Sunday, June 24, 2012

John 6 beginning at the 16th verse...

The text this week takes us again into and on top of the image of water.  This time, Jesus walks on it.  A preacher this morning alluded to God's timeliness based on Isaiah 30:16:
Therefore the Lord waits to be 
gracious to you;
therfore he will rise up to show 
mercy to you.
For the LORD is a God of justice;
blessed are all those who wait
for him.

In the johannine story, Jesus' disciples are rowing in what quickly becomes the dark.  Have you ever canoed or swam or rowed in the dark?  What was that like?

Very strange, the next phrase, "and Jesus had not yet come to them." (v.17) or "Jesus had not joined them."
Did they know that he would walk on the water?  Were they waiting for him?  Was Jesus waiting for the disciples?

What does it mean that the Lord waits for us and we wait upon the LORD?

Thursday, June 21, 2012

a poem

For Marriage
in Light of the Tree
Instead, think of yourselves as the land, and in particular this tree down below us, to the South.  

The tree is committed; where else would the roots and branches go?

Grounded, rooted, dependent on one another and the community that shapes you. 

The hospitality, the generosity that will be required of you toward the other is like the tree before you. 

See, with the mountain vista and the immaculate vineyard, one might miss the tree. 

She branches out and she’s thickly interwoven as limbs and branches, claiming the land, casting shadows.

He is subtle and understated, yet in a harsh storm, resilient and not easily uprooted. 

He doesn’t shy away from the tumult of the storm, knows the rains that come with the wind is her lifeblood. 

Without the rain he cannot survive, but she will make do with a drought.

He will search among the scarcity when the land has little to provide for months and months on end.

She stretches limbs to the heavens, while he dances a cadence giving thanks for the sun.

They will be bonded below the ground through intricate roots, as the tips of leaves extend eternally.

Saturday, June 9, 2012

Music and the American Tobacco Trail

The woman at the well in John Four, a Samaritan, finds Jesus at Jacob's old well.  I'm listening to

and thinking about Ken Burn's, Civil War.  I was shaped for history and the land by watching this long (maybe 12 hour) documentary many times over as a boy.  I would listen to the songs, like Jacob's Ladder, and let them seep into my bones.  I cried out for the men who lost lives, shed blood, on beautiful land like Antietam, Fredericksburg, and Manassas.  The songs and stories of The Civil War shaped me for the careful study of history in high school and college.

Being shaped for history can be quite similar to being shaped for theology and ministry.  We are a tradition-ed people, those of us who follow Jesus.  We at the Tobacco Trail Church/Community, we remember that the land where we worship was once a railroad.  A railroad of Tobacco.  A railroad for progress.  A railroad for lung cancer.  A railroad for bringing crops to the big barn and the manufacturing plant.  A railroad that divided black from white.  A railroad that provided jobs.  A railroad that transported musicians.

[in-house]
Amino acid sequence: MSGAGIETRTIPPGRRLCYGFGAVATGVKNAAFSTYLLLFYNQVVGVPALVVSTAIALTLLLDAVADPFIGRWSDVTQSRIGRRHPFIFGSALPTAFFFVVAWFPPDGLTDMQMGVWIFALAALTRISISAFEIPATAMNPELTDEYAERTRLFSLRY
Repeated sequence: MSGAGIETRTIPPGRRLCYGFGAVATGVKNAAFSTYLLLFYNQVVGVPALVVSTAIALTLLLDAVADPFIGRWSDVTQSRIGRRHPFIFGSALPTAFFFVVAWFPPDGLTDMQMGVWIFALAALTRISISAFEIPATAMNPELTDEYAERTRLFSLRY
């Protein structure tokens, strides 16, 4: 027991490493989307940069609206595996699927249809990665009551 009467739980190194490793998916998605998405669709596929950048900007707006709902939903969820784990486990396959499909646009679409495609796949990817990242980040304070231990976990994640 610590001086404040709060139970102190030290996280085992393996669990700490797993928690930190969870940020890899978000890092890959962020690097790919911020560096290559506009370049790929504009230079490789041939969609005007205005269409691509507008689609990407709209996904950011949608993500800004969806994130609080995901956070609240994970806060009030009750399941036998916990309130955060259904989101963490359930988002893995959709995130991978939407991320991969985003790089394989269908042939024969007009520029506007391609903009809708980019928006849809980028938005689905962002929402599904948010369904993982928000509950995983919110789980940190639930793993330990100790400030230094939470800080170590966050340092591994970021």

Blind Boy Fuller used to play his guitar in the ragtime era, that of the 1930s along this trail and in the tobacco barn like the one some of us might run near, up by the Lucky Strike Tower (on Sunday, 6/13/12 630pm).  When you run to American Tobacco it is not too much to imagine Blind Boy Fuller scratchin out a tune, sliding across the top of a six string, and settin' on a wall wailin' out a song like "You Never Can Tell" or "Step It Up and Go."

Music by all accounts is a tradition handed down over time.  Innovated from one hand and voice to another.  Thelonius Monk, another gem born in NC, played the piano in an unorthodox and genius way.  He bent the keys.  Sometimes he would break from playing and just dance a bit before reclaiming his seat.  He was unpredictable, but many wanted to play with him if only they could keep up.  Even more wanted to listen, to dance with Brother Theolonius.

That's how it is with Jesus.

What about this land in Galilee?  What are we to say about the land that Jesus traveled back to, his home, his place of encounter with the woman at the well?  What are we to say of this land in Durham called the American Tobacco Trail...

The land here is mostly flat because trains do better on flat lands.  Now they shouldn't be in a flood plain and they shouldn't be up on a hill unless there is no other way to go.  No, railroads should find the even ground.

The ground of the American Tobacco Trail has not felt so even, predictable, calm and gently rolling as of late.  Young men have attacked pedestrians and cyclists at near the 1.75 mile mark and about the 2.75 mile marker in the last month.  It brings me great sadness that anyone would attack others on the American Tobacco Trail.

I feel protective of the trail, perhaps overly protective.  You see, I am the shepherd of a flock, and that flock includes not only the people, but the land and in this case the trail.  Why are you hurting people on the land?  I cry out, why are you hurting people on the land?

What can you and I do to make our community safer, cleaner, more accessible?  How do we free the users of the trail from fear?  We should pray about these things.